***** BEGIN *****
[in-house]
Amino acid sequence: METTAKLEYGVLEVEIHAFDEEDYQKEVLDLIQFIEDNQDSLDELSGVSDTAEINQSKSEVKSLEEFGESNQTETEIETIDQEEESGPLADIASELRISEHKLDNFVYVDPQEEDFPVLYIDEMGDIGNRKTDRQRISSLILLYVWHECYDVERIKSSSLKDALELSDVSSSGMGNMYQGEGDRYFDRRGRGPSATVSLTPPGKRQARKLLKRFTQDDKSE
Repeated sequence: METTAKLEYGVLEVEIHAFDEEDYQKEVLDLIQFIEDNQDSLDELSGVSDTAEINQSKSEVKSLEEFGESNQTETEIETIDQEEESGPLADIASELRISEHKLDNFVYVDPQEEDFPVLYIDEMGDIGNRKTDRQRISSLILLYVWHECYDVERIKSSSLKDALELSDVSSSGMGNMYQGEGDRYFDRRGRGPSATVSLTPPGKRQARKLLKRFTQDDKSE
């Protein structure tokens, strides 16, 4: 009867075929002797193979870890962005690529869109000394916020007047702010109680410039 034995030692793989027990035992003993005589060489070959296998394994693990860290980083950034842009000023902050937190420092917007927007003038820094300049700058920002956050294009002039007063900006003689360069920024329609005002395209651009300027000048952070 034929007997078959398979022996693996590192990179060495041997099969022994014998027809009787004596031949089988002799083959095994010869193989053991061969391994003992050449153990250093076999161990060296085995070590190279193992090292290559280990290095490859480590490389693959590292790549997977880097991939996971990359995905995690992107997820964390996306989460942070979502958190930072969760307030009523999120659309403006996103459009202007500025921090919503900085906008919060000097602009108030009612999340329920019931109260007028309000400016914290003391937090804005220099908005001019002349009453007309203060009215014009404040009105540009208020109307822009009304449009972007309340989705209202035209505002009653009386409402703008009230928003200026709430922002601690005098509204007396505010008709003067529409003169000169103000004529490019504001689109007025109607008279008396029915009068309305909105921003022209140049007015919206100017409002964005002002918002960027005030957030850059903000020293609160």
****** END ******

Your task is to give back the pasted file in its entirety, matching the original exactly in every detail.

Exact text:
[in-house]
Amino acid sequence: METTAKLEYGVLEVEIHAFDEEDYQKEVLDLIQFIEDNQDSLDELSGVSDTAEINQSKSEVKSLEEFGESNQTETEIETIDQEEESGPLADIASELRISEHKLDNFVYVDPQEEDFPVLYIDEMGDIGNRKTDRQRISSLILLYVWHECYDVERIKSSSLKDALELSDVSSSGMGNMYQGEGDRYFDRRGRGPSATVSLTPPGKRQARKLLKRFTQDDKSE
Repeated sequence: METTAKLEYGVLEVEIHAFDEEDYQKEVLDLIQFIEDNQDSLDELSGVSDTAEINQSKSEVKSLEEFGESNQTETEIETIDQEEESGPLADIASELRISEHKLDNFVYVDPQEEDFPVLYIDEMGDIGNRKTDRQRISSLILLYVWHECYDVERIKSSSLKDALELSDVSSSGMGNMYQGEGDRYFDRRGRGPSATVSLTPPGKRQARKLLKRFTQDDKSE
């Protein structure tokens, strides 16, 4: 009867075929002797193979870890962005690529869109000394916020007047702010109680410039 034995030692793989027990035992003993005589060489070959296998394994693990860290980083950034842009000023902050937190420092917007927007003038820094300049700058920002956050294009002039007063900006003689360069920024329609005002395209651009300027000048952070 034929007997078959398979022996693996590192990179060495041997099969022994014998027809009787004596031949089988002799083959095994010869193989053991061969391994003992050449153990250093076999161990060296085995070590190279193992090292290559280990290095490859480590490389693959590292790549997977880097991939996971990359995905995690992107997820964390996306989460942070979502958190930072969760307030009523999120659309403006996103459009202007500025921090919503900085906008919060000097602009108030009612999340329920019931109260007028309000400016914290003391937090804005220099908005001019002349009453007309203060009215014009404040009105540009208020109307822009009304449009972007309340989705209202035209505002009653009386409402703008009230928003200026709430922002601690005098509204007396505010008709003067529409003169000169103000004529490019504001689109007025109607008279008396029915009068309305909105921003022209140049007015919206100017409002964005002002918002960027005030957030850059903000020293609160």